The industry employs about 3.6 million people, most of them women, some of whom earn as little as $38 a month.
Anger over the disaster has sparked days of protests and clashes. Many factories remained closed on Monday due to labour unrest and police used tear-gas to quell demonstrations.
Primark, which was supplied by one of the factories operating at Rana Plaza, said on Monday that it was working with a local NGO to help victims of the disaster.
"Primark will pay compensation to the victims of this disaster who worked for its supplier," said the company, owned by FTSE 100-listed Associated British Foods.
"This will include the provision of long-term aid for children who have lost parents, financial aid for those injured and payments to the families of the deceased."
Loblaw Companies Ltd, which had some of its Joe Fresh clothing line manufactured at Rana Plaza, said it too was offering compensation.
"We are working to ensure that we will deliver support in the best and most meaningful way possible, and with the goal of ensuring that victims and their families receive benefits now and in the future," said spokeswoman Julija Hunter in an email.
Primark and Loblaw operate under codes of conduct aimed at ensuring products are made in good working conditions.
Spain's fashion label Mango told its followers on Facebook at the weekend that it had not carried out a "social audit" of Mayor's company Phantom-Tak, with which it had an unfilled sample order, but would have done so had it gone on to place a full order.
The International Labour Organisation (ILO), an agency of the United Nations, said it was sending a high-level mission to Bangladesh in the coming days.
"Horror and regret must translate into firm action," said ILO Director-General Guy Ryder in a statement. "Action now can prevent further tragedy."
Officials in Bangladesh have said the eight-storey complex had been built on swampy ground without the correct permits, and more than 3,000 workers - most of them young women - entered the building on Wednesday morning despite warnings that it was structurally unsafe.
A bank and shops in the building closed after a jolt was felt and cracks were noticed on some pillars on Tuesday.
(Additional reporting by Sarah Young in London and Susan Taylor in Toronto; Writing by Alex Richardson; Editing by Michael Perry)
Copyright © 2013 Reuters
Posted: 29 Apr 2013 07:40 PM PDT
BEIJING (Reuters) - Chinese police have detained 19 people and seized homemade explosives and weapons following a bloody clash between residents and officials which killed 21 people last week in the restive region of Xinjiang, state media reported.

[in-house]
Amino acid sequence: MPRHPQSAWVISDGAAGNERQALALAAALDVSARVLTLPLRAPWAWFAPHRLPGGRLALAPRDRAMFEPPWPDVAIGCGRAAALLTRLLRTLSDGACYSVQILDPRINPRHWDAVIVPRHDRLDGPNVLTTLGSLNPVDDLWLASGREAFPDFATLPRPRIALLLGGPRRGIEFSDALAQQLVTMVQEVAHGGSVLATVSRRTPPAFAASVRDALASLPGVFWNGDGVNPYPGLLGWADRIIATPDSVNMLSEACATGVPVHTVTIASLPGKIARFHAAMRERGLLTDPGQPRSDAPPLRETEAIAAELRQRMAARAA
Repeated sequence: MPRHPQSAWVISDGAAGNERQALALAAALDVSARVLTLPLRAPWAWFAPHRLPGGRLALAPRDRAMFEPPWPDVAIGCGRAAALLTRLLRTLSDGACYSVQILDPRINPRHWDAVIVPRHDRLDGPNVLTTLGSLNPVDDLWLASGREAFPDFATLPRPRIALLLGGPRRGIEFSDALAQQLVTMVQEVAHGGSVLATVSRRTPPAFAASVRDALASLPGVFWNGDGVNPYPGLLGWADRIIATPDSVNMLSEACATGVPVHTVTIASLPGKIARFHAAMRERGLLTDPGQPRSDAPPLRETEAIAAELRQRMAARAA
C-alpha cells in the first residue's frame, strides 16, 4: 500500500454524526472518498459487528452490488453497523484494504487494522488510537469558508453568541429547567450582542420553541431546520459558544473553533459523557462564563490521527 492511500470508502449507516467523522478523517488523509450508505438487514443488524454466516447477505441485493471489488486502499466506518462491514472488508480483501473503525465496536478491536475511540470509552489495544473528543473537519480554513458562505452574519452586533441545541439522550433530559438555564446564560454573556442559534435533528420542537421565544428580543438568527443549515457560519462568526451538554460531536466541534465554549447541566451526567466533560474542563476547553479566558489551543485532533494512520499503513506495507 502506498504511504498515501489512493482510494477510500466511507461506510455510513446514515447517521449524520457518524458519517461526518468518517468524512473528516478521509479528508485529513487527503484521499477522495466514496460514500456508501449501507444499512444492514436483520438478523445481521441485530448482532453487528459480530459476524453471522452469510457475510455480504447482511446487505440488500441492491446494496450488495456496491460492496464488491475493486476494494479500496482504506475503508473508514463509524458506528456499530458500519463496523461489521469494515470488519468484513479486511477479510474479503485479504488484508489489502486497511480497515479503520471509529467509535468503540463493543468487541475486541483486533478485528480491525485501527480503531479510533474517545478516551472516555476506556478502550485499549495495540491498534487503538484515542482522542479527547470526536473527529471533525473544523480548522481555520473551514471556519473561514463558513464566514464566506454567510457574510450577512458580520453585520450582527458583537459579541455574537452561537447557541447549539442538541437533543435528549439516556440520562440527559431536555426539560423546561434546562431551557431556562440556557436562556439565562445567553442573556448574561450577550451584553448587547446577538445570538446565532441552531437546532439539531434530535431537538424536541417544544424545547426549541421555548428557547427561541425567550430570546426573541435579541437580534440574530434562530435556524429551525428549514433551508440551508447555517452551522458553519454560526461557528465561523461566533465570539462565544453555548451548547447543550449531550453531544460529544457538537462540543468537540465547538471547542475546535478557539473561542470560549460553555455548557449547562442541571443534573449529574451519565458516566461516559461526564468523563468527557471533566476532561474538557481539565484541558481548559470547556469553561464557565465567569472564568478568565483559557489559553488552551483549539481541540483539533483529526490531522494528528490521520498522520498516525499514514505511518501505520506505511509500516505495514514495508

The violence, in the heavily ethnic Uighur part of Xinjiang near the old Silk Road city of Kashgar, was the deadliest in the far western region since July 2009, when nearly 200 people were killed in riots in the Xinjiang capital of Urumqi.
The government has labelled the violence in Kashgar's Maralbexi county as a "terrorist attack", though the exiled World Uyghur Congress has said the shooting and killing of a young Uighur by "Chinese armed personnel" prompted the Uighurs to retaliate.
Many Uighurs, a Turkic-speaking Muslim people who call energy-rich Xinjiang home, chafe at Chinese restrictions on their culture, language and religion. China says it grants them wide-ranging freedoms.
Police have now rounded up 19 people in Kashgar, Urumqi and another part of Xinjiang called Bayingolin, the official Xinhua news agency said late on Monday.
Members of the group who carried out the attack "regularly watched video clips advocating religious extremism and terrorism and attended illegal preaching ceremonies", Xinhua said.
"Since early December 2012, they had always gathered ... to do physical training and to practise killing skills they had learned from the terrorist video clips," the English language report said.
It said the unidentified group had tested explosives, made bombs and remote controllers and planned to "do something big" in densely populated areas of Kashgar in the coming months.
"The group members were spotted making explosives on April 23 by local police and community workers, which led to the deadly clash," the report said.
Vice Minister of Public Security Meng Hongwei said police also seized homemade explosives, weapons and East Turkistan flags, Xinhua added.
China accuses armed Uighur groups of having links to Central Asian and Pakistani Islamist extremists, and of carrying out attacks to establish an independent state called East Turkistan.
Many rights groups say China overplays the threat posed to justify its tough controls in Xinjiang.
"China's unilateral accusations lack transparency and they are using so-called terrorism as an excuse to repress the Uighur people. The clash was a direct result of Chinese provocations," said World Uyghur Congress spokesman Dilxat Raxit.
Meng said the government would mount an "iron-handed crackdown against terrorism", Xinhua added.
(Reporting by Ben Blanchard; Editing by Stephen Coates)
Copyright © 2013 Reuters